X v The Minister For Justice And Equality (Unapproved) [2021] IEHC 313 (07 May 2021)

THE HIGH COURT

[2021] IEHC 313

[2019 No. 758 JR]

IN THE MATTER OF SECTION 5 OF THE ILLEGAL IMMIGRANTS (TRAFFICKING) ACT 2000 (AS AMENDED)

BETWEEN

X

APPLICANT

– AND –

THE MINISTER FOR JUSTICE AND EQUALITY (2)

RESPONDENT

JUDGMENT of Mr Justice Max Barrett delivered on 7th May 2021.

SUMMARY

          This is an application for leave to appeal the court’s judgment in X v. Minister for Justice and Equality [2021] IEHC 32 on the ground that the said judgment raises certain points of law of exceptional public importance and it is desirable in the public interest that an appeal be brought. The application falls to be determined in accordance with s.5(3)(a) of the Illegal Immigrants (Trafficking) Act 2000 (as amended). The court does not see any such points of law presenting. So the application must fail.

          _________________________________________

          “But go…enter into the infinite labyrinth of another’s brain…

          If thou canst not do this, doubt thy theories…”

          BLAKE, “The French Revolution”

1.       This is an application for leave to appeal the court’s judgment in X v. Minister for Justice and Equality [2021] IEHC 32 on the ground that it raises certain points of law of exceptional public importance and it is desirable in the public interest that an appeal should be brought. The application falls to be determined in accordance with s.5(3)(a) of the Illegal Immigrants (Trafficking) Act 2000 (as amended).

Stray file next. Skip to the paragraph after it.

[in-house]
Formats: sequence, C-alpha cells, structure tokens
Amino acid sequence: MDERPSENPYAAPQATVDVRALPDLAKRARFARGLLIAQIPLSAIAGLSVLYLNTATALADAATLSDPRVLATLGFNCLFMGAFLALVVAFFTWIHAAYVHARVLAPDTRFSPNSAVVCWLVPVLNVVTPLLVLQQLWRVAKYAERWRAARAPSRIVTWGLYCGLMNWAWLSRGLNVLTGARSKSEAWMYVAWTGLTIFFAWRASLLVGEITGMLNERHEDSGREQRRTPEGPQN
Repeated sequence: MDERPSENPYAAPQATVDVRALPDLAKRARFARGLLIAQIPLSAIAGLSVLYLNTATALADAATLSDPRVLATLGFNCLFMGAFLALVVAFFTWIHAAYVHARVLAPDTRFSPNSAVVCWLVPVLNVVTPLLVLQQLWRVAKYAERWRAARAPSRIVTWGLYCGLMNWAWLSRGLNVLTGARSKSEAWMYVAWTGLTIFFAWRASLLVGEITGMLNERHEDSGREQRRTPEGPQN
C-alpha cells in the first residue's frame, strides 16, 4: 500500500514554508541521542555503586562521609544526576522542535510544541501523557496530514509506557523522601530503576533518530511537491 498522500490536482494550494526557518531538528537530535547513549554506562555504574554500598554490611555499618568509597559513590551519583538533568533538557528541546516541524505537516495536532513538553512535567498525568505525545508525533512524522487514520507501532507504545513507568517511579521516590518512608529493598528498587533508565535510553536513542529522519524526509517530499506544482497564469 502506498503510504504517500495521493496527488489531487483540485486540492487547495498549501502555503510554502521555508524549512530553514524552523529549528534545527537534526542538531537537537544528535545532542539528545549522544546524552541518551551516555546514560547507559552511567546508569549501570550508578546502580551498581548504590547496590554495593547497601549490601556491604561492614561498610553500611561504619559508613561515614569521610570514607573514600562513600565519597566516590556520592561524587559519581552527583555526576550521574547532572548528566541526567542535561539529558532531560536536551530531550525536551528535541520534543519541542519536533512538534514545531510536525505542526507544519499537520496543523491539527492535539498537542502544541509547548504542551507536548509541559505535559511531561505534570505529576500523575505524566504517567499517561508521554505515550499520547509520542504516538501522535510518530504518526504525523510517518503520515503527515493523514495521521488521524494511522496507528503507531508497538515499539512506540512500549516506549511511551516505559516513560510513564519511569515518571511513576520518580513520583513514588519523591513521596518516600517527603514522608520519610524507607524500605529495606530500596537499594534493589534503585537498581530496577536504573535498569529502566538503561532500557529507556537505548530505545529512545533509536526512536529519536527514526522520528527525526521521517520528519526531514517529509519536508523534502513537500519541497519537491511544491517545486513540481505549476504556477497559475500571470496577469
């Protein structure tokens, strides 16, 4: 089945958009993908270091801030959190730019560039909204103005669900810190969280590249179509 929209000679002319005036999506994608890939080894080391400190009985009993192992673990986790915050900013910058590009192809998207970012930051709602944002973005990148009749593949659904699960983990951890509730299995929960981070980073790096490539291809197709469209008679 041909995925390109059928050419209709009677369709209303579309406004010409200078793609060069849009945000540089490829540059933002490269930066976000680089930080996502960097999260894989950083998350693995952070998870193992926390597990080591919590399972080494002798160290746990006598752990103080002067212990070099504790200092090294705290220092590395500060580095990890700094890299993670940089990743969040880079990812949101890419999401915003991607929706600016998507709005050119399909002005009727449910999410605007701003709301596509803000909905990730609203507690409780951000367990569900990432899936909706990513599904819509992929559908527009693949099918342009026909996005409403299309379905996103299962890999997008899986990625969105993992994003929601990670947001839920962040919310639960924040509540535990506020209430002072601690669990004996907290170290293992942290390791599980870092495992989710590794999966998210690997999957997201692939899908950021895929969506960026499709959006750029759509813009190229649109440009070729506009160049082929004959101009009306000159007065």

2.       The court’s previous judgment concerned a judicial review application brought by Mr X, a man who steadfastly claims to be bisexual (his lawyers have also referred to him as homosexual), but who finds himself disbelieved by the Minister. The law required that the court’s previous judgment go against Mr X.

3.       This leave application falls to be decided in accordance with the principles propounded by MacMenamin J. in Glancré Teoranta v. An Bord Pleanála [2006] IEHC 250. There are multiple judgments in which those principles have been re-stated, to the point that they have attained the status of settled law. The court, though  it has had regard to those principles, does not propose to recite them yet again.

4.       Mr X has posited two putative points of law of exceptional public importance for certification. These are as follows:

A.      Does the Minister for the purposes of the
refoulement determination under s.50 of the International Protection Act 2015 fail to discharge her obligations fully if she merely adopts the
refoulement determinations of the international protection bodies without further review?

B.      Is the Minister obliged to provide adequate written reasons for her opinion on non-
refoulement in the notices under ss.50 and 51(3) of the Act of 2015?   

5.       As to point A., this issue was not before the court nor, as a result, determined by it. Consequently, it is not a point of law that is capable of being certified for appeal: there is just nothing to appeal from. To the extent that reliance was sought to be placed on what was accepted to be an obiter aspect of the court’s previous judgment, obiter observations cannot be the subject of appeal.